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Program Notes: Messiah
Born: Halle, Germany, Feb 23, 1685
Died: London, England, Apr 14, 1759
The English oratorio, of which Messiah is certainly the most popular, was a genre that Handel single-handedly invented when his fortunes as an operatic impresario declined in London through the 1730s. The new genre emerged fully-formed with his 1732 London revival of Esther—which he had composed around 1718 as a short, masque-like entertainment—recast as a big, three-act concert work for soloists, chorus, and orchestra, blending elements of contemporary Italian opera with the choral style of his own English anthems. Beginning especially with Saul and Israel in Egypt in 1739, oratorio supplanted opera as Handel’s principal musical occupation, and remained so for the last 20 years of his life.
In 1741, the same year in which he presented his last Italian opera in London, Handel was invited to produce a season in Dublin, and, that summer, he composed Messiah. Its rapid composition, completed in a little over three weeks, has become the stuff of legend, though it was not really remarkable by Handel’s standards. The libretto was taken from the Authorized (King James) Version of the Bible and compiled by Charles Jennens, an eccentric but well-connected Englishman (and a fan of Handel’s since the 1720s) with a passion for literature and music. The première of Messiah was at a benefit concert, in collaboration with the Charitable Musical Society, for the “Relief of the Prisoners in the several Gaols, and for the Support of Mercer’s Hospital in Stephen’s street, and of the Charitable Infirmary on the Inns Quay.”
“It gave universal Satisfaction to all present,” one local newspaper wrote, “and was allowed by the greatest Judges to be the finest Composition of Musick that ever was heard.”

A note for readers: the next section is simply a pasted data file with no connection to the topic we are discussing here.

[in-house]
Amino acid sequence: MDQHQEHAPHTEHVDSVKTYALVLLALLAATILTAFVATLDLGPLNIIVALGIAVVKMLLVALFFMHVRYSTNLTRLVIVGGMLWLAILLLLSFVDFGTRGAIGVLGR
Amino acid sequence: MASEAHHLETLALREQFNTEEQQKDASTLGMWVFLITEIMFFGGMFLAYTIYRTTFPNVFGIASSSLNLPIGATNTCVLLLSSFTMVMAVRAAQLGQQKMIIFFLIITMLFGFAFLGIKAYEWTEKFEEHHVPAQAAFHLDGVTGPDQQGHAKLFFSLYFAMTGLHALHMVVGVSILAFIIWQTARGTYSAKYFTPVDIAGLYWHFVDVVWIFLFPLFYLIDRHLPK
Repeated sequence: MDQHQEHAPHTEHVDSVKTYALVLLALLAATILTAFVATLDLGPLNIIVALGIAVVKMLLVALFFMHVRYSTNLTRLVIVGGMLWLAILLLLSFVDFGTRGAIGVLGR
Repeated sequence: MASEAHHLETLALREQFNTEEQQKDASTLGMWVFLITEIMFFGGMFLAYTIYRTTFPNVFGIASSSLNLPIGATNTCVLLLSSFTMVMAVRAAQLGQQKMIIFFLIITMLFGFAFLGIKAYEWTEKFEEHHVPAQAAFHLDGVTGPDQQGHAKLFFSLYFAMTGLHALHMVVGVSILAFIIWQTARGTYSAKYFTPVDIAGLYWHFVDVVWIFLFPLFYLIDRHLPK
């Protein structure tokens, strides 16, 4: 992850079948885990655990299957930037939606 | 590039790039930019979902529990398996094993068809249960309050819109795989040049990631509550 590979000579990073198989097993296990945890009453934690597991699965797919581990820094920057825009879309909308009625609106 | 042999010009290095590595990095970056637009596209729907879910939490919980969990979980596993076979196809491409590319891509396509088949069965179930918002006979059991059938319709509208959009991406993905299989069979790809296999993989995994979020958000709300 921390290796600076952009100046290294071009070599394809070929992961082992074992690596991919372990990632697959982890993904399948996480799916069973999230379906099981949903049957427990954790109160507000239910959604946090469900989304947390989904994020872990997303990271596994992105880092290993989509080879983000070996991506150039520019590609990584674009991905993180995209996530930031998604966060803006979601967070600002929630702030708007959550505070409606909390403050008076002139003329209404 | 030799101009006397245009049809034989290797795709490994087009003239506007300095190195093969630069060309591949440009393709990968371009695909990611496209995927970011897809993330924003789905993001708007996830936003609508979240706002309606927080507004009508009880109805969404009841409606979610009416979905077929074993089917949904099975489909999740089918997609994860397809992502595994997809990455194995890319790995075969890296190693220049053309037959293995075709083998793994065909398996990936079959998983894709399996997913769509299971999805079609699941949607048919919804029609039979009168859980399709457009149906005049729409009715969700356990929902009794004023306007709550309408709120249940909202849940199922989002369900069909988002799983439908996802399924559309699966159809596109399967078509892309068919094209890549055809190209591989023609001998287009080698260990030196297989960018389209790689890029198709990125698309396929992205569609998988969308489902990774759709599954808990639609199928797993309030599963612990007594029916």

Handel introduced Messiah to London in March 1743, though not before weathering some controversy—a musical setting of a religious subject intended for public entertainment outside the church was deemed by certain authorities to be an improper conflation of sacred and secular. Objections were short lived, however, and Messiah quickly assumed its familiar place (in the English-speaking world especially) as one of Handel’s most beloved works. From 1749, he performed it annually until his death, under his own auspices in the spring to close his theatrical season, then shortly thereafter for the benefit of the Foundling Hospital. (Given the popularity of performing Messiah at Christmas time, it is interesting to note that Handel’s own performances were invariably around Easter.)
After Handel’s death in 1759, the popularity of Messiah continued to spread. By the end of the 18th century—at a time when there was almost no market for “ancient music” (meaning any music not brand new)—Messiah was being performed and admired throughout Europe, and was also being adapted to accommodate changing tastes: with choruses and orchestras much larger than those used by Handel, in updated arrangements (Mozart reworked it for a classical orchestra in 1789), and, as amateur choirs became increasingly popular through the 19th century, in massed choir performances. Since about 1950, some scholars and historical performers have come together in an effort to restore the more intimate forces and the performance practices that prevailed in Handel’s day, but Messiah still retains an unrivaled position in mainstream choral repertoire and the popular imagination—one of few works that can claim a continuous performance history through to the present day.